The grey of the sky;

Nodded their heads, “yes, look closely!”

Buds on trees;

The glorious green shoots of spring underfoot;

The colour of the heart opening: a widening door.

Everything in its season.  Live life.  Fly free. Shine.

New Beginnings

or… Lessons learnt…

or… Better to have loved and lost…

For blog 23rd Feb (3)
Ridge Woods – my place for contemplation

OK, I lied.  I thought that the previous post was my last but in fact I’ve changed my mind.  I would, if it was easy, change the name of my blog to reflect the fact that this is a new beginning – perhaps it should be looked on as a new chapter.

Why the change of heart?  Well, for a start, writing is therapeutic.  Secondly, as a performer I do, I admit, seek some validation from ‘putting myself out there’.  It’s not so much wanting everything I write to be confirmed as right or true, but more that the process of thinking about what I’m writing and the feedback (challenging and critical or supportive) I get from it once it’s been read, helps get my thoughts straight.  I am not afraid of people questioning what I write – as a manager I have always appreciated staff who disagreed with me and were prepared to argue a point with me (one of the best things about working at British Waterways was that it encouraged an atmosphere of debate: ‘conflict breeds creativity’).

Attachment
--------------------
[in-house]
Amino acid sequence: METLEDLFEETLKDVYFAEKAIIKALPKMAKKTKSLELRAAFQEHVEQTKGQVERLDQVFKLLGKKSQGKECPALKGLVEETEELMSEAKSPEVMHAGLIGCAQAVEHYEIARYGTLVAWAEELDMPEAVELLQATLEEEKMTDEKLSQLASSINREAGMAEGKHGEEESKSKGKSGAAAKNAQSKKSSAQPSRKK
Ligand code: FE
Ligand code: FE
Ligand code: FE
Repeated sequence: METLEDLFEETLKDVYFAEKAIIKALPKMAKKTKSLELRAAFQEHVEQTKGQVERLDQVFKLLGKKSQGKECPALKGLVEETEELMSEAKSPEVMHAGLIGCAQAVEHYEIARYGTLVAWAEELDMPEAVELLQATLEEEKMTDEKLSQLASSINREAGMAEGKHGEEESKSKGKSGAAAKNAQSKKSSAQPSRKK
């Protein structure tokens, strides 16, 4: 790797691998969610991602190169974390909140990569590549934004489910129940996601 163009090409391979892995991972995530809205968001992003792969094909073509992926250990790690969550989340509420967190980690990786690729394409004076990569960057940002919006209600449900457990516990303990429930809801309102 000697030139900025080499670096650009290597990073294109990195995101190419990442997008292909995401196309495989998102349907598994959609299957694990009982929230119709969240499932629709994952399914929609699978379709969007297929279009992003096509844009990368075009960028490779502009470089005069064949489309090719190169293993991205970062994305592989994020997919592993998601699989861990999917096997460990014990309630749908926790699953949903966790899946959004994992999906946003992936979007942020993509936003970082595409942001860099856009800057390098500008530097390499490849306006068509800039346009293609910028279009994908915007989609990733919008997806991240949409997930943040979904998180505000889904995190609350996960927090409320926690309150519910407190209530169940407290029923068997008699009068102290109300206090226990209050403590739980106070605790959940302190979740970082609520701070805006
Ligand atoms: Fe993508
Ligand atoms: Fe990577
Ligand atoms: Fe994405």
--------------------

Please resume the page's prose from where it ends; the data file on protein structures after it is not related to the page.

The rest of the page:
I do however have a genuine hope that my writing openly about what I feel about, and how I handle the ups and downs of life as I go through it, might help other people.  It’s the same for me – if I am puzzled or confused by something I will talk about it or read about it. We’ve all had that ‘lightbulb moment’ when a book we are reading expresses something which touches us with its accuracy; which seems to light upon something in our very deepest being.  Likewise there are passages we read which we disagree with, and which make us consider things anew: we either conclude that we were right all along and the writer is wrong, or we change our outlook.

And finally, I have had comments that it would be a pity if I ended my blog: that I write well and am astute.  One particular comment I liked: “Latterly it was as much about navigating around, through and with other people a route for yourself, but being mindful of other people’s feelings on the way”.

And so… today’s blogpost, formulated in my mind as I ran through Ridge Woods (again), is not only about why I am going to continue blogging (and, at root, I enjoy it) but also about lessons learnt.